What would Gutenberg say?
''Never before has the best-seller list been so far from serious writing,'' the literary critic Malcolm Cowley remarked recently, speaking from well over half a century of professional experience.
Alas, his generalization is distressingly easy to support. Take, for instance , the list of paperback best sellers, compiled from the trade by the New York Times. The mid-January list numbered three Garfield titles, as well as three other volumes dealing with cats, including ''The Official I Hate Cats Book'' and ''The Second Official I Hate Cats Book.'' In third and fourth place were two how-to manuals on the problem of Rubik's cube, one by a 13-year-old English schoolboy.
Others among the soft-cover elite: a book of beauty tips, a humorous glossary for sailors, ''The Official Preppy Handbook,'' and ''First Family Paper Doll & Cut-Out Book.''
What would Gutenberg say?
A couple of decades ago a shocked book reviewer coined the word ''non-book'' to describe the literary non-masterpieces that kept tumbling across his desk. It must have seemed then that nothing could be worse than the proliferating volumes on dieting, getting rich, laying brick patios, and so on. But yesterday's non-book reads like today's classic.
''Less than literary'' has become ''less than literate.'' For 10 out of those top 15 best sellers are cartoon books - and we're not even counting the paper dolls.
Cartoons make up the funhouse mirror of everyday life and offer generous consolation. At least one of the cartoon books - a ''Doonesbury'' collection - is a superior work, whatever category it is considered under. But when one registers that two out of three best-selling paperbacks are composed of pictures , it is a little like walking into a museum and discovering that two-thirds of the graphics are formed out of typewritten designs.
There have always been non-books. We all need a little advice from time to time on when to talk to our plants or where to buy a used car or how to jog, or at least walk briskly. But should these non-books, any more than the equally useful Sears catalog, represent the acme of the American reading experience?
Libraries, with the solid Latin word for book (liber) in the name, are turning into audio-visual resource centers. And, at all levels, the old messages of print seem to be reducing themselves to pictures and soundtracks, with a few captions on the side.
Not quite yet on our soft-cover best-seller list is another sort of show-and-tell package. Called the Rhapsody Romance series, here is pulp to keep an eye on. The publishers have designed in tabloid form a hybrid product known as the ''full-length, full-color romance novel,'' reasoning that today's readers crave books that ''carry the visual wallop of a TV program.''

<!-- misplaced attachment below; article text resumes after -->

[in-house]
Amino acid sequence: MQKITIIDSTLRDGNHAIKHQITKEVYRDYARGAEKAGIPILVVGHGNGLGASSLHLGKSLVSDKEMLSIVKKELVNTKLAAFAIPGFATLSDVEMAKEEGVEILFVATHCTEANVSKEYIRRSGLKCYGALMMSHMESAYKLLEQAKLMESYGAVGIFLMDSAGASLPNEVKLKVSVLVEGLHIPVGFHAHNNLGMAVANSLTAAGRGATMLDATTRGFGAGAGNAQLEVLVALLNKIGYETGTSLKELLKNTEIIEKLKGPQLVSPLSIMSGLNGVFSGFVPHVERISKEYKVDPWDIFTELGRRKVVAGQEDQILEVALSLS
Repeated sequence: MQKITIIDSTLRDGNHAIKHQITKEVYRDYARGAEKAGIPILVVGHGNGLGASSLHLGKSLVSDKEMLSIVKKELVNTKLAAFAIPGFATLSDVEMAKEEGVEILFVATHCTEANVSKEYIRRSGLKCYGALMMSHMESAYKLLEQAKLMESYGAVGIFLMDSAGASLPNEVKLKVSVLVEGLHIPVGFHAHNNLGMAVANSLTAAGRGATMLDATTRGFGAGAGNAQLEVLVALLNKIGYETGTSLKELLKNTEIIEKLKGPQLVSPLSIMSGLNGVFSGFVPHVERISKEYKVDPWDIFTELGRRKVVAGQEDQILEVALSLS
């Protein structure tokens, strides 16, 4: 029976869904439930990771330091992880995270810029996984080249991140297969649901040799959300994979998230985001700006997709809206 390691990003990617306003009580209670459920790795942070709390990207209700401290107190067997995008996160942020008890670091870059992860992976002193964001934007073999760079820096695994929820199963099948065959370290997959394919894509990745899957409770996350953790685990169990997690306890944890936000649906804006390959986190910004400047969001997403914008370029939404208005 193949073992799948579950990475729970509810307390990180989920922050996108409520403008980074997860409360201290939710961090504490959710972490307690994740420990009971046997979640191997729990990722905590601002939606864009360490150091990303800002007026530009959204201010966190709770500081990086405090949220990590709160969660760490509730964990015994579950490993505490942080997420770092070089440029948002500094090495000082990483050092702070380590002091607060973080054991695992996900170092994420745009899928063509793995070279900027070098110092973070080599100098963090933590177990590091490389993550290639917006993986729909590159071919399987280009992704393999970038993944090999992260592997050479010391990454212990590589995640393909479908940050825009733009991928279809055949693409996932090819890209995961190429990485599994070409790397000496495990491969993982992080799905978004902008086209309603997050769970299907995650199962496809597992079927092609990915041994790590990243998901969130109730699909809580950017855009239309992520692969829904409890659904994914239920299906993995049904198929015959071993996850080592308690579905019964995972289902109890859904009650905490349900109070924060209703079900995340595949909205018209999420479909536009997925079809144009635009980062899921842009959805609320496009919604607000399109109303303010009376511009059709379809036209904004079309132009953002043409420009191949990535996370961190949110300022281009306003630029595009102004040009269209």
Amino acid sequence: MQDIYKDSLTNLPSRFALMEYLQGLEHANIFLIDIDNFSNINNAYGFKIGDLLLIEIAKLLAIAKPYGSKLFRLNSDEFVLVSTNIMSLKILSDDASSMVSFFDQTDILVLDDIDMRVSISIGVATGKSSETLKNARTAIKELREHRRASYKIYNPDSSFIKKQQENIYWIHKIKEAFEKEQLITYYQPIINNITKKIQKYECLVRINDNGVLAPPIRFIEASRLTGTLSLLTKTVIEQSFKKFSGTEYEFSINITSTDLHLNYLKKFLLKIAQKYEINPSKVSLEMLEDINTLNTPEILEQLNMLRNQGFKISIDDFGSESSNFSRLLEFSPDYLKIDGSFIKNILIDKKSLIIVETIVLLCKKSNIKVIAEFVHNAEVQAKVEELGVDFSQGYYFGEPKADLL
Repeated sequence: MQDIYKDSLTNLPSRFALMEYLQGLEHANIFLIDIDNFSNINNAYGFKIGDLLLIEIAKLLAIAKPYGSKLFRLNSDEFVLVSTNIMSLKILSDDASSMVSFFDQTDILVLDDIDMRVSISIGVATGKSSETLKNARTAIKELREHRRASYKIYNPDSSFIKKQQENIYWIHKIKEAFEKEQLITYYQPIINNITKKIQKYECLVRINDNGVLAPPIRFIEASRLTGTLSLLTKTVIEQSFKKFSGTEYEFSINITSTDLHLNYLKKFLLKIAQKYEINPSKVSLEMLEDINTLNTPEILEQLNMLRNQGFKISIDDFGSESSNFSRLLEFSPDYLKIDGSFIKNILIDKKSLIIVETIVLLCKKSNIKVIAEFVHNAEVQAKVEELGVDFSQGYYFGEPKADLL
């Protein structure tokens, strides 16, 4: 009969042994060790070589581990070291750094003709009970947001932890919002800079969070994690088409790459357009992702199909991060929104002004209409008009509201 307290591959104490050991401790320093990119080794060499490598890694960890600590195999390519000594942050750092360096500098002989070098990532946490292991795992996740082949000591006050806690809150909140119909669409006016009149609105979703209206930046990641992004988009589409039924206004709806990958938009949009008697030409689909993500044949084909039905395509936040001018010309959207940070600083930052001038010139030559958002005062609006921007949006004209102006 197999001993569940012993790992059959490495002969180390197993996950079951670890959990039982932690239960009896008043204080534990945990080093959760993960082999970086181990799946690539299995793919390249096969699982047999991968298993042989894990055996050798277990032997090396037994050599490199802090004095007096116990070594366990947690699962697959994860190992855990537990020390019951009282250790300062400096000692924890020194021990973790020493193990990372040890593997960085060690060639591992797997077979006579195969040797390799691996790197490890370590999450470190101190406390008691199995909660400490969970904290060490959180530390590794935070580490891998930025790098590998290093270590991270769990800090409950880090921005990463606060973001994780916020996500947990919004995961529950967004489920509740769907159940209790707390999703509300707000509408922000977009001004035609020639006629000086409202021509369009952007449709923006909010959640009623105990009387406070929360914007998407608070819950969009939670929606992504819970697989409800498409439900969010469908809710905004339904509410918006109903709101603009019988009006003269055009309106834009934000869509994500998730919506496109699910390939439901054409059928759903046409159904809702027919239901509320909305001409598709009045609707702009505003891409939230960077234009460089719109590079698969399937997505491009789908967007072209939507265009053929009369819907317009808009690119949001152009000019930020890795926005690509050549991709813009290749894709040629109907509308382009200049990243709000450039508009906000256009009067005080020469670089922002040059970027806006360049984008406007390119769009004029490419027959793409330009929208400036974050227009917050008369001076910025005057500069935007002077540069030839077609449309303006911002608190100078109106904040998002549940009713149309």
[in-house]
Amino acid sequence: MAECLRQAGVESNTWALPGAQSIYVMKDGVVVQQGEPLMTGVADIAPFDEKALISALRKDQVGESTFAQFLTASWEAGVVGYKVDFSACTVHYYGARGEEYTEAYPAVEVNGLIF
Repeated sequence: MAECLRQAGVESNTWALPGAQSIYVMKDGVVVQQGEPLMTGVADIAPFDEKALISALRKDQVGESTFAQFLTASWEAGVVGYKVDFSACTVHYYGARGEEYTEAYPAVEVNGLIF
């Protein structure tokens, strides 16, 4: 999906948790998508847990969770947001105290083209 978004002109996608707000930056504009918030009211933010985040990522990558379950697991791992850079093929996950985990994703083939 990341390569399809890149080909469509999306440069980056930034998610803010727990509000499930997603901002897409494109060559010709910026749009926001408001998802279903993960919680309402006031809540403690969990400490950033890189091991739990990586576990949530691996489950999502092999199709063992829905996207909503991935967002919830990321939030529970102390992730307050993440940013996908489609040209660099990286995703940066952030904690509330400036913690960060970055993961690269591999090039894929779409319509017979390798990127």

Just as movies are now being adapted into novels, Rhapsody Romances appear to be adapted from soap opera. Models portray the cast of characters on the back cover, and act out scenes within the story. The inside back cover features a final dissolving kiss, with the words ''The End'' printed across it. The lead-in on the front cover reads in the manner of an announcer: ''Halley Beaumont was a weaver of breathtaking fabrics -- but the glittering world of New York fashion threatened to tear apart the romantic dream she wove with designer Gabriel Barring. . . .''
Rhapsody Romances, along with paper doll cut-out books, are extreme examples. We are not suggesting that the future book will be a Sunday newspaper pullout in four colors. The world is not about to regress to the pictogram.
Still, the history of 20th-century communication cannot be read except as a gradual usurping of the kingdom of print. Where readers used to meditate on words, viewers now push electronic buttons. Communication is becoming a spectator sport, and even books are trying to get into the act.
But there are processes of slow and deliberate reasoning that decide our lives, and these cannot be conducted by jet-age logos, layouts, and fast-cut videotapes -- the just-add-water-and-stir forms of instant knowledge.
For the rigors of thought, we still need words in print. Until those pictures that are worth a thousand words can depict even ten words of Plato's Republic, we still need books -- real books.
This is the final message of even the worst best-seller list.